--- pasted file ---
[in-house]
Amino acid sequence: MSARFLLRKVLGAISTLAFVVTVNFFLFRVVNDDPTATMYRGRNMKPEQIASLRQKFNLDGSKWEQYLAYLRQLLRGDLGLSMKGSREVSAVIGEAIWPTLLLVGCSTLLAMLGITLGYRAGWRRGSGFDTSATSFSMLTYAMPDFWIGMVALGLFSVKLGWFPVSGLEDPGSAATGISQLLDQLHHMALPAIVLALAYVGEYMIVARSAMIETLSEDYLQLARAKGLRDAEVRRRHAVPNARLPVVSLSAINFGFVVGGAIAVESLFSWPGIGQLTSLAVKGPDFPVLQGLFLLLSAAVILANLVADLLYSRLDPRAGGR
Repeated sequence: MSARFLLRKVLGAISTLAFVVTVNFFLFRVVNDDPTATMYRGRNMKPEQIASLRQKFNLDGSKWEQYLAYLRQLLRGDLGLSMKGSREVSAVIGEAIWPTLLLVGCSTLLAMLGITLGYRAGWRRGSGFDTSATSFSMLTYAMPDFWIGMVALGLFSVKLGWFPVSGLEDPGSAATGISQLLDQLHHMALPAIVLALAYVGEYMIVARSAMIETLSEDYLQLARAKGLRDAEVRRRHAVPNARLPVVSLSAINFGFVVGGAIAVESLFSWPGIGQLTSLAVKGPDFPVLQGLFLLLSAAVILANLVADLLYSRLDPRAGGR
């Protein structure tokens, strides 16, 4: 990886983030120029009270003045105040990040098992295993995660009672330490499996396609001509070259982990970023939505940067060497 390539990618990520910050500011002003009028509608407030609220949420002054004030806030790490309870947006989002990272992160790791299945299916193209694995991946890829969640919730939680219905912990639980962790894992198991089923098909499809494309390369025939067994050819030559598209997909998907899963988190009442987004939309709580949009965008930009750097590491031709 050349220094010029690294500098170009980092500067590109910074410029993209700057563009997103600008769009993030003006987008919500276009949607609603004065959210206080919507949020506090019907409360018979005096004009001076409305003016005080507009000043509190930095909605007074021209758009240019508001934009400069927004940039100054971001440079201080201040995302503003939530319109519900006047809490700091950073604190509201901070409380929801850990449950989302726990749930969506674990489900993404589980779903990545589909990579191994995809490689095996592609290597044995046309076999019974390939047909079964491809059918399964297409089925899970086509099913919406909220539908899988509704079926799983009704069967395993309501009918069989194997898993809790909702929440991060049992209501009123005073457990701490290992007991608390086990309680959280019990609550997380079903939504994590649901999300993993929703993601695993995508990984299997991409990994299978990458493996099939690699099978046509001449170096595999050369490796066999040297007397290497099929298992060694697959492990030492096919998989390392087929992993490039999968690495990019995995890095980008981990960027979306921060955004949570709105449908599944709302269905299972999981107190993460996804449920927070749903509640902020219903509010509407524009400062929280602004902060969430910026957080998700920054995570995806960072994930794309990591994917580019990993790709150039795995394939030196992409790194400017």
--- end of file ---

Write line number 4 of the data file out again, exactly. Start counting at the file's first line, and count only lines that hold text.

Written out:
């Protein structure tokens, strides 16, 4: 990886983030120029009270003045105040990040098992295993995660009672330490499996396609001509070259982990970023939505940067060497 390539990618990520910050500011002003009028509608407030609220949420002054004030806030790490309870947006989002990272992160790791299945299916193209694995991946890829969640919730939680219905912990639980962790894992198991089923098909499809494309390369025939067994050819030559598209997909998907899963988190009442987004939309709580949009965008930009750097590491031709 050349220094010029690294500098170009980092500067590109910074410029993209700057563009997103600008769009993030003006987008919500276009949607609603004065959210206080919507949020506090019907409360018979005096004009001076409305003016005080507009000043509190930095909605007074021209758009240019508001934009400069927004940039100054971001440079201080201040995302503003939530319109519900006047809490700091950073604190509201901070409380929801850990449950989302726990749930969506674990489900993404589980779903990545589909990579191994995809490689095996592609290597044995046309076999019974390939047909079964491809059918399964297409089925899970086509099913919406909220539908899988509704079926799983009704069967395993309501009918069989194997898993809790909702929440991060049992209501009123005073457990701490290992007991608390086990309680959280019990609550997380079903939504994590649901999300993993929703993601695993995508990984299997991409990994299978990458493996099939690699099978046509001449170096595999050369490796066999040297007397290497099929298992060694697959492990030492096919998989390392087929992993490039999968690495990019995995890095980008981990960027979306921060955004949570709105449908599944709302269905299972999981107190993460996804449920927070749903509640902020219903509010509407524009400062929280602004902060969430910026957080998700920054995570995806960072994930794309990591994917580019990993790709150039795995394939030196992409790194400017």